Additionally, our results support the use of the SES index as a composite score for SES, using both years in education and income level [3236]. These two indicators are supported as components for the SES index as they have a strong theoretical association with depression, and the data was easily obtained and applicable to our study sample [2529]. The multiple-indicator approach to establish SES has the advantage of providing more information and greater flexibility [3336]. The current findings contribute to existing research in depression, illustrating that depression and low SES are inextricably linked, but it also builds upon previous research by having demonstrated that a composite score of SES based on two components of SES (education and income) can in fact predict depression symptomatology reliably across three countries.

An explanation for why higher income quintiles were not associated with depression in Spain can be postulated when considering the context of the countries at the time of data collection. At the time of the data collection, the prevalence of depression in Spain (9 %) was found to be more than double the rate of depression compared to both Finland (4 %) and Poland (4 %). This discrepancy in rates of depression can be attributed to a number of factors. Firstly, at the time of data collection, Spain was embroiled in a financial crisis, where unemployment was at a record high, exceeding 20 % [42]. For this same period, the unemployment rate in Poland and Finland were both under 10 % [43, 44]. In light of the fact that there were no methodological differences between the countries in the study design, instruments or definitions used, the discrepancy in the prevalence of depression may also be attributed to cultural differences. Such cultural variances may involve the willingness to report, the differences in the amount of stigma attached to depression between the countries (which would influence the reliability of the self-report measure due to self-presentation biases), and different environmental stressors (e.g. urbanization) [4547]. Further research on understanding the cross-cultural differences in depression is needed in order to examine how these factors interact with each other and influence the prevalence rates.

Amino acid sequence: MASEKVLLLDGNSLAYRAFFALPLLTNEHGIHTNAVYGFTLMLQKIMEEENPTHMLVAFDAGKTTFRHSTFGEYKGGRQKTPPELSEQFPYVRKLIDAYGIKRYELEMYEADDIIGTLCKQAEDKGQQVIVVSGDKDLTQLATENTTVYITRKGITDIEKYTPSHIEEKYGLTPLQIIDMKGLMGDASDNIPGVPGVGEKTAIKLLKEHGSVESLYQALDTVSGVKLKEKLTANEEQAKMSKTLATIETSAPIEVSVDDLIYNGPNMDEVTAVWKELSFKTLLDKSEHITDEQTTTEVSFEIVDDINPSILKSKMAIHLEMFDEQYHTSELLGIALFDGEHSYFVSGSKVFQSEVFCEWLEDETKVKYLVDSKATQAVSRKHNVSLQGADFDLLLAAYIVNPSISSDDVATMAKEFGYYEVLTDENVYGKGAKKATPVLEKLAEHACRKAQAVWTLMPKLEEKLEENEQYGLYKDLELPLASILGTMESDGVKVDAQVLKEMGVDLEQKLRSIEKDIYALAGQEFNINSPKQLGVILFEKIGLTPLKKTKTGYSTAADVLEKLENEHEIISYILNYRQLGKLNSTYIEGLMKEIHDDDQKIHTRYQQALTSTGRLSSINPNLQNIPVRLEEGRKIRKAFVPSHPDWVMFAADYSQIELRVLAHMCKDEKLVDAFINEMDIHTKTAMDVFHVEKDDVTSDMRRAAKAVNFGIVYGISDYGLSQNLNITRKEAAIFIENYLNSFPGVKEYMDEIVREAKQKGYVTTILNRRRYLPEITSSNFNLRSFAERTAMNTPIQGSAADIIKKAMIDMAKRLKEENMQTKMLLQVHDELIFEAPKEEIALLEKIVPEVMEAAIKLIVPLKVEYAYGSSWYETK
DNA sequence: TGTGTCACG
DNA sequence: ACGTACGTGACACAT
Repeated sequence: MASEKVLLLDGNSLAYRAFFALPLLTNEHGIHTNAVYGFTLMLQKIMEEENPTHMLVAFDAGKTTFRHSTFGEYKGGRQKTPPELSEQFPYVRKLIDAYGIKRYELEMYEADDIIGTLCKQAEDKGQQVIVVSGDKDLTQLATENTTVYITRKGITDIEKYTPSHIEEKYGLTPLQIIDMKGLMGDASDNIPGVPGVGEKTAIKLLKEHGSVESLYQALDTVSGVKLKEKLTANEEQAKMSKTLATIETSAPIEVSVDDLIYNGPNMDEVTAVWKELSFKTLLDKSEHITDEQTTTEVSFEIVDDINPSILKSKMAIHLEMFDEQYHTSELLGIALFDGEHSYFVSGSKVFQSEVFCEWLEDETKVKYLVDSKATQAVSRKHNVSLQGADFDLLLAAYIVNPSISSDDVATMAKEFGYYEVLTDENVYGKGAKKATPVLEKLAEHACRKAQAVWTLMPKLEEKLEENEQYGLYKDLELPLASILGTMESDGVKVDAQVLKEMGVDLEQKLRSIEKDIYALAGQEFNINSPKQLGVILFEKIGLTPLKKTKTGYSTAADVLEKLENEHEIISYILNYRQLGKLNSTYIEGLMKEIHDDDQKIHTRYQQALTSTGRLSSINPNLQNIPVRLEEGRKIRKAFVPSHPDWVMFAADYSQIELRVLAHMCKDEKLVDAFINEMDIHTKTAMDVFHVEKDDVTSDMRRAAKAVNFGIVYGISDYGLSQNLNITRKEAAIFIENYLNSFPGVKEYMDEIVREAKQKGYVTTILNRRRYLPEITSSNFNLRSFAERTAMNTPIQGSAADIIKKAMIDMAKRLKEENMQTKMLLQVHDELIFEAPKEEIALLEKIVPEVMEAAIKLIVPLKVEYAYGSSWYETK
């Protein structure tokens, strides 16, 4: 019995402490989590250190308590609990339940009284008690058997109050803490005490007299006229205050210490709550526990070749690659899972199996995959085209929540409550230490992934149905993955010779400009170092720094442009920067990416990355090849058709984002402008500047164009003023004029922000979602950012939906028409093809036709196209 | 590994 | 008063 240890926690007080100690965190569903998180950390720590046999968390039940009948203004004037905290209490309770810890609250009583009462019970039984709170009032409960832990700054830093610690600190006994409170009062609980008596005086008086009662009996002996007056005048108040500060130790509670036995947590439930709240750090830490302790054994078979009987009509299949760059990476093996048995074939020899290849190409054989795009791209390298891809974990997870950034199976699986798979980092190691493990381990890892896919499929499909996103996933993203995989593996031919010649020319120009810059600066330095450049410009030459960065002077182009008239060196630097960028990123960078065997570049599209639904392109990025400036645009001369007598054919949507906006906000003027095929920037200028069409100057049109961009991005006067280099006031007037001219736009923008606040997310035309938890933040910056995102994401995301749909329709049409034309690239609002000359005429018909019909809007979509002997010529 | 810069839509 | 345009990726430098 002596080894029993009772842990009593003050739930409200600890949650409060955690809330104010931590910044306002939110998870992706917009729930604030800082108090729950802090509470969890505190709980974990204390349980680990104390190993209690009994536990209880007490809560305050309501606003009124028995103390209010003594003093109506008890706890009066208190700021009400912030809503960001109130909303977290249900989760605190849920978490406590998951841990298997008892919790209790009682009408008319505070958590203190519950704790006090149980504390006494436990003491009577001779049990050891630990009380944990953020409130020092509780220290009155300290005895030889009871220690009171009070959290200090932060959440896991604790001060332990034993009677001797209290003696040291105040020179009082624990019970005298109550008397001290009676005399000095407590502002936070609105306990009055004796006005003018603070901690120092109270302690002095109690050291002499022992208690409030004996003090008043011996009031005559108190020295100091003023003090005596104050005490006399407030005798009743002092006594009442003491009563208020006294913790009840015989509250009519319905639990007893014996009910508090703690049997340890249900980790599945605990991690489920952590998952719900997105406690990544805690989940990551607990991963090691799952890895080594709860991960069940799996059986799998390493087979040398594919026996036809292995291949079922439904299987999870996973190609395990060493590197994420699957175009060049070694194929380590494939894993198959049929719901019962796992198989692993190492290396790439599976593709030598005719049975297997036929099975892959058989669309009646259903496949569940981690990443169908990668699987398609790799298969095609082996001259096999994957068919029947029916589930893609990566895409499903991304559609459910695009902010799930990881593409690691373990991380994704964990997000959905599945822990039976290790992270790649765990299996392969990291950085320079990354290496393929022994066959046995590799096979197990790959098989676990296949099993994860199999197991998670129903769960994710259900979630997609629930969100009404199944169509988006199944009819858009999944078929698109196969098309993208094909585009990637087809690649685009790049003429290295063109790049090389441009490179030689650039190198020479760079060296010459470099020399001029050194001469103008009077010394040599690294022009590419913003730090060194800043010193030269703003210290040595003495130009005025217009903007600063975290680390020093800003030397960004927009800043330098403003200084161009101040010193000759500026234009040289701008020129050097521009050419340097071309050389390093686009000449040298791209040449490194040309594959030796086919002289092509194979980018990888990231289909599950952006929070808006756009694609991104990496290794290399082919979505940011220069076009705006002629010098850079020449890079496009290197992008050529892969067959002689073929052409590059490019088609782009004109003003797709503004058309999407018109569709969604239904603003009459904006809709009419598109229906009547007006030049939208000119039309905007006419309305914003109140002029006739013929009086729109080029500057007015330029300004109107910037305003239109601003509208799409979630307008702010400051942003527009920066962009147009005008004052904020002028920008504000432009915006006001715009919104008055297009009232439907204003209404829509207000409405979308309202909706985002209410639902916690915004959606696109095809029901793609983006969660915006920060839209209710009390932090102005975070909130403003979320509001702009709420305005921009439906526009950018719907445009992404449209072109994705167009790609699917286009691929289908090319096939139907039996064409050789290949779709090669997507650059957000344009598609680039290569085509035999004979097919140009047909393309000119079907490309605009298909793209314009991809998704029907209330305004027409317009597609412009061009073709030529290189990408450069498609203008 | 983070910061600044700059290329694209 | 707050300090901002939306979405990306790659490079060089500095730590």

By reason of the culture explanation, this may also be a valid explanation as to why a lower income was not found to be associated with depression in Spain. Perhaps that for Spanish people, income is not the main protective factor against depression, and the likes of good social networks [48], sunlight [49] and diet [50] may all be important protective factors against depression in Spain. The interpretation of the current evidence is complex, however, and the findings that a lower SES is associated with depression can be interpreted differently in each of the settings, as the effect of SES on depression may not be due to the same reason in all settings. For instance, living conditions, lifestyle choices, health and welfare characteristics and culture may contribute to the variability in the prevalence of depression. For example, Spain has limited mental health coverage compared to most other European countries, and therefore may account for the higher rates of depression compared to Poland and Finland. One explanation for the finding that lower income was not associated with depression in Spain may be that because 80 % of depression patients in Spain live with their families. This is a larger percentage than any other EU country [51], and may account for why household income alone is not associated with depression in Spain. In Finland, studies have found that depression is associated with retirement, which may be due to the fact that retirees are economically inactive [52] – this supports previous studies which found that household income is a significant determinant of depressive symptoms [41, 53]. Additionally, Finland has one of the strongest income gradients in health compared to other Scandinavian countries [54], and as such, it seems intuitive why in the current study, income was found to be associated with depression in Finland. Regarding interpreting the findings of the Polish data, similar circumstances can account for the finding that income is inversely associated with depression. The level of health care funding in Poland represents one of the factors which contributes to the emergence and persistence of inequalities in health, including that of depression [55], and this is reflected in the data which illustrates that income is negatively associated with depression in Poland.